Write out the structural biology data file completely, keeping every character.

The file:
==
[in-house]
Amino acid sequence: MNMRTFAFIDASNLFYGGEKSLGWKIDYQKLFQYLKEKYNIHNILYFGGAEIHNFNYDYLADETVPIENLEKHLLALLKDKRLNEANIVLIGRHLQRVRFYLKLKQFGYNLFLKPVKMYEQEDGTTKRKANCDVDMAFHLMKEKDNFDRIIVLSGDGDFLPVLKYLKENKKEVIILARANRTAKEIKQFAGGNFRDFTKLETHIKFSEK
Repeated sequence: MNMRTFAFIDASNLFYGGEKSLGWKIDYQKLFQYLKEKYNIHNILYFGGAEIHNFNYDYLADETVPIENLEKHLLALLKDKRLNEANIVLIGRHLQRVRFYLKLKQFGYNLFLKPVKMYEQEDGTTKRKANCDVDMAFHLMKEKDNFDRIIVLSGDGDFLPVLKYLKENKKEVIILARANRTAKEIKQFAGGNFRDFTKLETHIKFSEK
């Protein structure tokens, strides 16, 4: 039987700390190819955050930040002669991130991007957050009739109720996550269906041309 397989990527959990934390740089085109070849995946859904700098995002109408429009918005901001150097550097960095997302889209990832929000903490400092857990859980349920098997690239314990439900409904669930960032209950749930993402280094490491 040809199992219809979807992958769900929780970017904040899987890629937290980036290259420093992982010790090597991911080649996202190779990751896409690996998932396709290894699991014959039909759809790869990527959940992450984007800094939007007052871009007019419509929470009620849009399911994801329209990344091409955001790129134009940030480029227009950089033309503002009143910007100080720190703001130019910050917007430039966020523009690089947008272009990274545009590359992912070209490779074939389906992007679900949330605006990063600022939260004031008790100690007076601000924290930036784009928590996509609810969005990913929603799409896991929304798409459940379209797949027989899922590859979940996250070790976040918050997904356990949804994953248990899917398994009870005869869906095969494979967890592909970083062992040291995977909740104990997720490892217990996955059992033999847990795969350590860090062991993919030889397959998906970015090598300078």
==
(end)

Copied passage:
[in-house]
Amino acid sequence: MNMRTFAFIDASNLFYGGEKSLGWKIDYQKLFQYLKEKYNIHNILYFGGAEIHNFNYDYLADETVPIENLEKHLLALLKDKRLNEANIVLIGRHLQRVRFYLKLKQFGYNLFLKPVKMYEQEDGTTKRKANCDVDMAFHLMKEKDNFDRIIVLSGDGDFLPVLKYLKENKKEVIILARANRTAKEIKQFAGGNFRDFTKLETHIKFSEK
Repeated sequence: MNMRTFAFIDASNLFYGGEKSLGWKIDYQKLFQYLKEKYNIHNILYFGGAEIHNFNYDYLADETVPIENLEKHLLALLKDKRLNEANIVLIGRHLQRVRFYLKLKQFGYNLFLKPVKMYEQEDGTTKRKANCDVDMAFHLMKEKDNFDRIIVLSGDGDFLPVLKYLKENKKEVIILARANRTAKEIKQFAGGNFRDFTKLETHIKFSEK
């Protein structure tokens, strides 16, 4: 039987700390190819955050930040002669991130991007957050009739109720996550269906041309 397989990527959990934390740089085109070849995946859904700098995002109408429009918005901001150097550097960095997302889209990832929000903490400092857990859980349920098997690239314990439900409904669930960032209950749930993402280094490491 040809199992219809979807992958769900929780970017904040899987890629937290980036290259420093992982010790090597991911080649996202190779990751896409690996998932396709290894699991014959039909759809790869990527959940992450984007800094939007007052871009007019419509929470009620849009399911994801329209990344091409955001790129134009940030480029227009950089033309503002009143910007100080720190703001130019910050917007430039966020523009690089947008272009990274545009590359992912070209490779074939389906992007679900949330605006990063600022939260004031008790100690007076601000924290930036784009928590996509609810969005990913929603799409896991929304798409459940379209797949027989899922590859979940996250070790976040918050997904356990949804994953248990899917398994009870005869869906095969494979967890592909970083062992040291995977909740104990997720490892217990996955059992033999847990795969350590860090062991993919030889397959998906970015090598300078």